Background: In 2020, in 27 European Union (EU) Member States, melanoma accounted for 4% of all new cancer cases and 1.3% of all cancer deaths, making melanoma the fifth most common malignancy and placing it in the 15 most frequent causes of cancer deaths in the EU-27. The main aim of our study was to investigate melanoma mortality trends in 25 EU Member States and three non-EU countries (Norway, Russia, and Switzerland) in a broad time perspective (1960–2020) in a younger (45–74 years old) vs. older age group (75+). Methods: We identified melanoma deaths defined by ICD-10 codes C-43 for individuals aged 45–74 and 75+ years old between 1960–2020 in 25 EU Member States (excluding Iceland, Luxembourg, and Malta) and in 3 non-EU countries—Norway, Russia, and Switzerland. Age-standardized melanoma mortality rates (ASR) were computed using the direct age-standardization for Segi’s World Standard Population. To determine melanoma-mortality trends with 95% confidence intervals (CI), Joinpoint regression was applied. Our analysis used the Join-point Regression Program, version 4.3.1.0 (National Cancer Institute, Bethesda, MD, USA). Results: Regardless of the considered age groups, in all investigated countries, in general, melanoma standardized mortality rates were higher for men than women. Considering the age group 45–74, the highest number of countries was characterized by decreasing melanoma-mortality trends in both sexes—14 countries. Contrarily, the highest representation of countries in the age group 75+ was connected with increasing melanoma-mortality trends in both sexes—26 countries. Moreover, considering the older age group—75+—there was no country with a decreasing melanoma mortality in both sexes. Conclusions: Investigated melanoma-mortality trends vary in individual countries and age groups; however, a highly concerning phenomenon—increasing melanoma-mortality rates in both sexes—was observed in 7 countries for the younger age group and in as many as 26 countries for the older age group. There is a need for coordinated public-health actions to address this issue. Full article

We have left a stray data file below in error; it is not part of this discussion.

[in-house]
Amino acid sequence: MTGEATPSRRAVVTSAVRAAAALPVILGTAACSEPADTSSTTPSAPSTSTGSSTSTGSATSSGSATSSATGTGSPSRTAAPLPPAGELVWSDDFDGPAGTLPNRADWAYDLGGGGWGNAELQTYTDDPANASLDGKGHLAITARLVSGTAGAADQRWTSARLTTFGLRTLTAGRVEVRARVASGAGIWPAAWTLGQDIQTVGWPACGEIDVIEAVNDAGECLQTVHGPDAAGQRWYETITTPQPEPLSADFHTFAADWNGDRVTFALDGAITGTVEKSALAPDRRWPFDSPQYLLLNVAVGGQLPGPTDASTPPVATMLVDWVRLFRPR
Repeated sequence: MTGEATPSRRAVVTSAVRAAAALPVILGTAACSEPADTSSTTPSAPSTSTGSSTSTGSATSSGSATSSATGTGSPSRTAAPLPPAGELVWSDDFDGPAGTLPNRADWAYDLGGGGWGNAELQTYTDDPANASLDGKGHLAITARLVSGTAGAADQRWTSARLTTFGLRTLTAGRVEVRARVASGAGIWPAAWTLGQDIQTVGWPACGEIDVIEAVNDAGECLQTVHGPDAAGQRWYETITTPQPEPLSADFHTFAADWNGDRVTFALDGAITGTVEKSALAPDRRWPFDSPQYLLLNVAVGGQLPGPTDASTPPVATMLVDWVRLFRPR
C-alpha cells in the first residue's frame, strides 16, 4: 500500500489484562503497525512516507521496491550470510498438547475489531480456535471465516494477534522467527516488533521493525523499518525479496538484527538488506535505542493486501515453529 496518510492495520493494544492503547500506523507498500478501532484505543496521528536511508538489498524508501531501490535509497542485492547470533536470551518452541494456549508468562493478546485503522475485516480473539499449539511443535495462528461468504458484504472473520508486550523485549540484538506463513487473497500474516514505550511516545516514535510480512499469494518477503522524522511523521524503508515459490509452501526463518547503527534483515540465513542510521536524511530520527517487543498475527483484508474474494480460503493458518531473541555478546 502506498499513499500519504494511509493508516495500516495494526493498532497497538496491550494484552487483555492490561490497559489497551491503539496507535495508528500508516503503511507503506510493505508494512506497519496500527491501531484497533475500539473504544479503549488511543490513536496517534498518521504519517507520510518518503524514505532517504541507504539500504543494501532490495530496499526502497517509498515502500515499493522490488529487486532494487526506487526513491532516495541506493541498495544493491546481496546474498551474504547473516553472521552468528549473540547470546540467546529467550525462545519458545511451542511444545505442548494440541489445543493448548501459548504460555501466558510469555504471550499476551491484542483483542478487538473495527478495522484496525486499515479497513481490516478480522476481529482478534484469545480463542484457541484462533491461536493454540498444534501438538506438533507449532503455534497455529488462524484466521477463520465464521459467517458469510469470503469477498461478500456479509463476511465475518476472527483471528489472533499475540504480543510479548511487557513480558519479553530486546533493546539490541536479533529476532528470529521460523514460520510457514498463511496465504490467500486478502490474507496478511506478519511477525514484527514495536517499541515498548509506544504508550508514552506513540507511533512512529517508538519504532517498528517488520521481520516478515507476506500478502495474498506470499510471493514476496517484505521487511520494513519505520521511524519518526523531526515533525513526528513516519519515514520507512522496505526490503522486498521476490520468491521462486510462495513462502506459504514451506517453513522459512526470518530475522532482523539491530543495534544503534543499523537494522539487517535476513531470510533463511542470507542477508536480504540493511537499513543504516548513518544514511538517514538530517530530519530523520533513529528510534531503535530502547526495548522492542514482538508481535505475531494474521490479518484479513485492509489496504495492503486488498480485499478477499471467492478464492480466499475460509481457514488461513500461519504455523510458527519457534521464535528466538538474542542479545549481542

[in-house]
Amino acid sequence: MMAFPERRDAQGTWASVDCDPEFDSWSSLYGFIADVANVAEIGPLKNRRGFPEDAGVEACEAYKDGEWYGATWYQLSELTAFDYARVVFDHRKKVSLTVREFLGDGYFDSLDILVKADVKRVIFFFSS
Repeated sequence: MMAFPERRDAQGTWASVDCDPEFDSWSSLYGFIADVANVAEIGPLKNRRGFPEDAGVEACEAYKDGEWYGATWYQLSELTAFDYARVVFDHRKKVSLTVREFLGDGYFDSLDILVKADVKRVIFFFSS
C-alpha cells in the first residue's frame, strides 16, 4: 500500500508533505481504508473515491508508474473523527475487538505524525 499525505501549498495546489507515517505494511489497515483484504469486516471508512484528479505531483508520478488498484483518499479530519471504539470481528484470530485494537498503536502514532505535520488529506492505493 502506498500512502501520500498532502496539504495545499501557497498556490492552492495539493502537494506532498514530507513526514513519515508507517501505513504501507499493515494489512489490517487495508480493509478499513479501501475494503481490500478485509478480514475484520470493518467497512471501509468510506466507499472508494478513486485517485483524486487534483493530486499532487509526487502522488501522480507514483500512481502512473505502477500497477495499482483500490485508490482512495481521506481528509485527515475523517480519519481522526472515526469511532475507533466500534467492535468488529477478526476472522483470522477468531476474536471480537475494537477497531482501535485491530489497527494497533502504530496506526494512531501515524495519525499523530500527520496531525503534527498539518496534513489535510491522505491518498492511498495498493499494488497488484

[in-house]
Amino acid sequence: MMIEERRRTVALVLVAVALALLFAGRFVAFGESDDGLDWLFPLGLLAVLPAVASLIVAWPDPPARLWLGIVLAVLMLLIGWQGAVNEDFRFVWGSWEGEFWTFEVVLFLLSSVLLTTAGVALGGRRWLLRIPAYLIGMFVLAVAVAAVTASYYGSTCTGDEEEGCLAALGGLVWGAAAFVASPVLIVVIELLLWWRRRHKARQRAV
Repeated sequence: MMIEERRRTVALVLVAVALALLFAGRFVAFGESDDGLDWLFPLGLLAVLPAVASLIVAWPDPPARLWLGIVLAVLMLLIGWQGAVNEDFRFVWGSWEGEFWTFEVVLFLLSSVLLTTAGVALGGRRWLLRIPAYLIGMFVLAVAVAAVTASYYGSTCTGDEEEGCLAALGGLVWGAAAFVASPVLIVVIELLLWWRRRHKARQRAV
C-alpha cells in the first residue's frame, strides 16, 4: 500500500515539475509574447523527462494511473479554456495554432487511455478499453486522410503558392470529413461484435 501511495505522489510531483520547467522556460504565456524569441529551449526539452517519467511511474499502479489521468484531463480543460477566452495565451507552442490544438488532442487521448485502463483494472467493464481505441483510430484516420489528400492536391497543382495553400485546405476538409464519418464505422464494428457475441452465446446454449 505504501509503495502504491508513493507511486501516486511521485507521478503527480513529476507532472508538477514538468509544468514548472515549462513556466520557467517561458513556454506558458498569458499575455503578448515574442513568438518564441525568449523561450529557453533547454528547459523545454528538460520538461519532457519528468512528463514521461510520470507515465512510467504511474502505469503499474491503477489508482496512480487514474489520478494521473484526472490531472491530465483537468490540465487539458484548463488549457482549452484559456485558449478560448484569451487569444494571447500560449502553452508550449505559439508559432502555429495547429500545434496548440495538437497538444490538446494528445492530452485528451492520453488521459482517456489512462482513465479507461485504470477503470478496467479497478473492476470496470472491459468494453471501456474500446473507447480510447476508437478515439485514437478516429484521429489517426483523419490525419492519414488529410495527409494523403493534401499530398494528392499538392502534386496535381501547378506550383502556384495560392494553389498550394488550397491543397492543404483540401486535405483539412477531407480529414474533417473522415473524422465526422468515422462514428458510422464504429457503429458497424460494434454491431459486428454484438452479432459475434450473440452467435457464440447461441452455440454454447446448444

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15 pages, 313 KiB  
Article
Addictions, Social Deprivation and Cessation Failure in Head and Neck Squamous Cell Carcinoma Survivors
by Lara Nokovitch, Yonjae Kim, Philippe Zrounba, Pierre-Eric Roux, Marc Poupart, Rabiha Giagnorio, Dominique Triviaux, Charles Maquet, Jennifer Thollin, Nathalie Arantes, Nathalie Thomas, Béatrice Fervers and Sophie Deneuve
Cancers 2023, 15(4), 1231; https://doi.org/10.3390/cancers15041231 - 15 Feb 2023
Cited by 2 | Viewed by 1376
Abstract
Aim: To evaluate the evolution of addictions (tobacco and alcohol) and social precarity in head and neck squamous cell carcinoma survivors when these factors are addressed from the time of diagnosis. Methods: Addictions and social precarity in patients with a new diagnosis of [...] Read more.